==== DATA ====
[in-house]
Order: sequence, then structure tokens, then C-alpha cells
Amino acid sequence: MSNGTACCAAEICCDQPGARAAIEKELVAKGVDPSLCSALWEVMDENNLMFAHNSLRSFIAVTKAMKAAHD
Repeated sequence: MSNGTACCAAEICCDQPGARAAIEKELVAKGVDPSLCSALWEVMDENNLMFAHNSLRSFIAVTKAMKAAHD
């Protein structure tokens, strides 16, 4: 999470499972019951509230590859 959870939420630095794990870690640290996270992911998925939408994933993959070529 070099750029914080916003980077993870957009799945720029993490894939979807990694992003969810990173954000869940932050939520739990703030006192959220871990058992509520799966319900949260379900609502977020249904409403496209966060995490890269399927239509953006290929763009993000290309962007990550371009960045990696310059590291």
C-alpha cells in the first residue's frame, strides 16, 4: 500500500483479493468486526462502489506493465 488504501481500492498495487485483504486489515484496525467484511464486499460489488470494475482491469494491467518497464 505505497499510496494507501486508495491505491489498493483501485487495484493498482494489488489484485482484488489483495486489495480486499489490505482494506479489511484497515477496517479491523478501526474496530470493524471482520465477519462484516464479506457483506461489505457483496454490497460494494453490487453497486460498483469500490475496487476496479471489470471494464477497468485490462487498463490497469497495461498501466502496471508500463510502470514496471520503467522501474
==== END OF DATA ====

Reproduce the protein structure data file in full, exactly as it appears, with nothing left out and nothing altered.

[in-house]
Order: sequence, then structure tokens, then C-alpha cells
Amino acid sequence: MSNGTACCAAEICCDQPGARAAIEKELVAKGVDPSLCSALWEVMDENNLMFAHNSLRSFIAVTKAMKAAHD
Repeated sequence: MSNGTACCAAEICCDQPGARAAIEKELVAKGVDPSLCSALWEVMDENNLMFAHNSLRSFIAVTKAMKAAHD
């Protein structure tokens, strides 16, 4: 999470499972019951509230590859 959870939420630095794990870690640290996270992911998925939408994933993959070529 070099750029914080916003980077993870957009799945720029993490894939979807990694992003969810990173954000869940932050939520739990703030006192959220871990058992509520799966319900949260379900609502977020249904409403496209966060995490890269399927239509953006290929763009993000290309962007990550371009960045990696310059590291």
C-alpha cells in the first residue's frame, strides 16, 4: 500500500483479493468486526462502489506493465 488504501481500492498495487485483504486489515484496525467484511464486499460489488470494475482491469494491467518497464 505505497499510496494507501486508495491505491489498493483501485487495484493498482494489488489484485482484488489483495486489495480486499489490505482494506479489511484497515477496517479491523478501526474496530470493524471482520465477519462484516464479506457483506461489505457483496454490497460494494453490487453497486460498483469500490475496487476496479471489470471494464477497468485490462487498463490497469497495461498501466502496471508500463510502470514496471520503467522501474